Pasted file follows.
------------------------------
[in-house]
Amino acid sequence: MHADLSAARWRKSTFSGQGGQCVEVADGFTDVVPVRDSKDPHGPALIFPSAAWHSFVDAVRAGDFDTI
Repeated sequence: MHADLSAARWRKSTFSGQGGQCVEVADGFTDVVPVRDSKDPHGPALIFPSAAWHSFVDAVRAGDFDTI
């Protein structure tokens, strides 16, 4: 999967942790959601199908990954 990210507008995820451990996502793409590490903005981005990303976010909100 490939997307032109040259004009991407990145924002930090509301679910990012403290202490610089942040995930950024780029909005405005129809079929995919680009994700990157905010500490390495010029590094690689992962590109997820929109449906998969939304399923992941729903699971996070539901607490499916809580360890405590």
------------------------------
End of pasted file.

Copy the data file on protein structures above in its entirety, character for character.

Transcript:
[in-house]
Amino acid sequence: MHADLSAARWRKSTFSGQGGQCVEVADGFTDVVPVRDSKDPHGPALIFPSAAWHSFVDAVRAGDFDTI
Repeated sequence: MHADLSAARWRKSTFSGQGGQCVEVADGFTDVVPVRDSKDPHGPALIFPSAAWHSFVDAVRAGDFDTI
């Protein structure tokens, strides 16, 4: 999967942790959601199908990954 990210507008995820451990996502793409590490903005981005990303976010909100 490939997307032109040259004009991407990145924002930090509301679910990012403290202490610089942040995930950024780029909005405005129809079929995919680009994700990157905010500490390495010029590094690689992962590109997820929109449906998969939304399923992941729903699971996070539901607490499916809580360890405590």